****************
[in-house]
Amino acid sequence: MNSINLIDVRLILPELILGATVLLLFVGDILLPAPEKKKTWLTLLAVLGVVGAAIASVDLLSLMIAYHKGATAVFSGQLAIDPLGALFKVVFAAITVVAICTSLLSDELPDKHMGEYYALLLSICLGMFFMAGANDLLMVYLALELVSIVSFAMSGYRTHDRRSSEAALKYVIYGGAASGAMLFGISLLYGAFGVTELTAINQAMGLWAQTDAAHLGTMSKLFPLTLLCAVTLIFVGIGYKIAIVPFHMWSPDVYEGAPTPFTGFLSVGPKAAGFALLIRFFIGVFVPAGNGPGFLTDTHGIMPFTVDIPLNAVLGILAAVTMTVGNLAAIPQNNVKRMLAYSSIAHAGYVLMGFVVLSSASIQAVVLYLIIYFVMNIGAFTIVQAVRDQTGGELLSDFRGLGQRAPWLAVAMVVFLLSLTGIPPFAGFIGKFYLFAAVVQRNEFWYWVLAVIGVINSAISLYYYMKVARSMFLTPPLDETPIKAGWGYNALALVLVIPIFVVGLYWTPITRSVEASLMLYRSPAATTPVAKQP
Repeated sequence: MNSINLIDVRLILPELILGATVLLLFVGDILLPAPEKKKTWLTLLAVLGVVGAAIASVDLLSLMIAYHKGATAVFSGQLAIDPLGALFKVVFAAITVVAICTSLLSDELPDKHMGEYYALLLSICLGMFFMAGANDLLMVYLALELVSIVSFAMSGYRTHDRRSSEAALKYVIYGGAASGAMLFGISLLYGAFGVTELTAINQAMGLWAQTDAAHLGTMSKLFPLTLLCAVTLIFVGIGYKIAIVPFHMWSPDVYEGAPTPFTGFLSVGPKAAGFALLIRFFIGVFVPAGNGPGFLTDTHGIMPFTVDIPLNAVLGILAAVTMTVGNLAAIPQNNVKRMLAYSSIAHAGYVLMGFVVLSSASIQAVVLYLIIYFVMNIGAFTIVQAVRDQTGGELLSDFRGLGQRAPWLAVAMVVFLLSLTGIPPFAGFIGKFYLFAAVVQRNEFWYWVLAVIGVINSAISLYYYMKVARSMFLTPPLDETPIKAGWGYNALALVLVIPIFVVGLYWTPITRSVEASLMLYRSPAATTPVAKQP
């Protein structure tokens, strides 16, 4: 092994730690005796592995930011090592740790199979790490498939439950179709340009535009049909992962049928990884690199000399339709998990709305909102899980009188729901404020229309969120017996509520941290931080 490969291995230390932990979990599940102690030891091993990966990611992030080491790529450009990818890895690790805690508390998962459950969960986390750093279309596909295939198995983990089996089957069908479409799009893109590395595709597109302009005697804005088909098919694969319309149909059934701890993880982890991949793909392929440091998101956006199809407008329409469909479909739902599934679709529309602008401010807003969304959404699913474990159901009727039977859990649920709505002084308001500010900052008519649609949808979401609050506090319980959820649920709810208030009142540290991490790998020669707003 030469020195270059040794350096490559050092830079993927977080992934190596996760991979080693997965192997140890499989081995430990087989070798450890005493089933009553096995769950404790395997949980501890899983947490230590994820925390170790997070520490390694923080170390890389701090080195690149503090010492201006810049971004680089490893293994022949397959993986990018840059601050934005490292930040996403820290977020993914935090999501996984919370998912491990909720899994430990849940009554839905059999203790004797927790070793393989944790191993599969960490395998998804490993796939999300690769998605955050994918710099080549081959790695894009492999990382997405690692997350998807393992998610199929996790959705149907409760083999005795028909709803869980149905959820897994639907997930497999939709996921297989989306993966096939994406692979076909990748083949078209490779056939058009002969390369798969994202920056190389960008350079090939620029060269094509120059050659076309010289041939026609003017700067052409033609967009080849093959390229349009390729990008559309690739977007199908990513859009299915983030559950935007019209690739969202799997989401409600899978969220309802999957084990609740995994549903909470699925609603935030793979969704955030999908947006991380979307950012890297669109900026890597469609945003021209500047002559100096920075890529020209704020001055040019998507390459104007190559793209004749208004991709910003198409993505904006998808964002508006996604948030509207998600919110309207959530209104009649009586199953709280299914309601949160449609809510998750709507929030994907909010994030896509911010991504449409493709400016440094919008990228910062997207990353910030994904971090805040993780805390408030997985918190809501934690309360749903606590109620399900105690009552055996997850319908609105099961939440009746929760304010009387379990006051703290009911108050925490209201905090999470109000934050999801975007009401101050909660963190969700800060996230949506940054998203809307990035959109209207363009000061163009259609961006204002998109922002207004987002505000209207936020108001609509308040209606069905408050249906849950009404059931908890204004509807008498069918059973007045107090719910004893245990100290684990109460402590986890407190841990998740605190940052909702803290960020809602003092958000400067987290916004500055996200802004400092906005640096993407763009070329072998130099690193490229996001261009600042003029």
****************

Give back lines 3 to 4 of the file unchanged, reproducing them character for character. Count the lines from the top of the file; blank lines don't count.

Repeated sequence: MNSINLIDVRLILPELILGATVLLLFVGDILLPAPEKKKTWLTLLAVLGVVGAAIASVDLLSLMIAYHKGATAVFSGQLAIDPLGALFKVVFAAITVVAICTSLLSDELPDKHMGEYYALLLSICLGMFFMAGANDLLMVYLALELVSIVSFAMSGYRTHDRRSSEAALKYVIYGGAASGAMLFGISLLYGAFGVTELTAINQAMGLWAQTDAAHLGTMSKLFPLTLLCAVTLIFVGIGYKIAIVPFHMWSPDVYEGAPTPFTGFLSVGPKAAGFALLIRFFIGVFVPAGNGPGFLTDTHGIMPFTVDIPLNAVLGILAAVTMTVGNLAAIPQNNVKRMLAYSSIAHAGYVLMGFVVLSSASIQAVVLYLIIYFVMNIGAFTIVQAVRDQTGGELLSDFRGLGQRAPWLAVAMVVFLLSLTGIPPFAGFIGKFYLFAAVVQRNEFWYWVLAVIGVINSAISLYYYMKVARSMFLTPPLDETPIKAGWGYNALALVLVIPIFVVGLYWTPITRSVEASLMLYRSPAATTPVAKQP
């Protein structure tokens, strides 16, 4: 092994730690005796592995930011090592740790199979790490498939439950179709340009535009049909992962049928990884690199000399339709998990709305909102899980009188729901404020229309969120017996509520941290931080 490969291995230390932990979990599940102690030891091993990966990611992030080491790529450009990818890895690790805690508390998962459950969960986390750093279309596909295939198995983990089996089957069908479409799009893109590395595709597109302009005697804005088909098919694969319309149909059934701890993880982890991949793909392929440091998101956006199809407008329409469909479909739902599934679709529309602008401010807003969304959404699913474990159901009727039977859990649920709505002084308001500010900052008519649609949808979401609050506090319980959820649920709810208030009142540290991490790998020669707003 030469020195270059040794350096490559050092830079993927977080992934190596996760991979080693997965192997140890499989081995430990087989070798450890005493089933009553096995769950404790395997949980501890899983947490230590994820925390170790997070520490390694923080170390890389701090080195690149503090010492201006810049971004680089490893293994022949397959993986990018840059601050934005490292930040996403820290977020993914935090999501996984919370998912491990909720899994430990849940009554839905059999203790004797927790070793393989944790191993599969960490395998998804490993796939999300690769998605955050994918710099080549081959790695894009492999990382997405690692997350998807393992998610199929996790959705149907409760083999005795028909709803869980149905959820897994639907997930497999939709996921297989989306993966096939994406692979076909990748083949078209490779056939058009002969390369798969994202920056190389960008350079090939620029060269094509120059050659076309010289041939026609003017700067052409033609967009080849093959390229349009390729990008559309690739977007199908990513859009299915983030559950935007019209690739969202799997989401409600899978969220309802999957084990609740995994549903909470699925609603935030793979969704955030999908947006991380979307950012890297669109900026890597469609945003021209500047002559100096920075890529020209704020001055040019998507390459104007190559793209004749208004991709910003198409993505904006998808964002508006996604948030509207998600919110309207959530209104009649009586199953709280299914309601949160449609809510998750709507929030994907909010994030896509911010991504449409493709400016440094919008990228910062997207990353910030994904971090805040993780805390408030997985918190809501934690309360749903606590109620399900105690009552055996997850319908609105099961939440009746929760304010009387379990006051703290009911108050925490209201905090999470109000934050999801975007009401101050909660963190969700800060996230949506940054998203809307990035959109209207363009000061163009259609961006204002998109922002207004987002505000209207936020108001609509308040209606069905408050249906849950009404059931908890204004509807008498069918059973007045107090719910004893245990100290684990109460402590986890407190841990998740605190940052909702803290960020809602003092958000400067987290916004500055996200802004400092906005640096993407763009070329072998130099690193490229996001261009600042003029």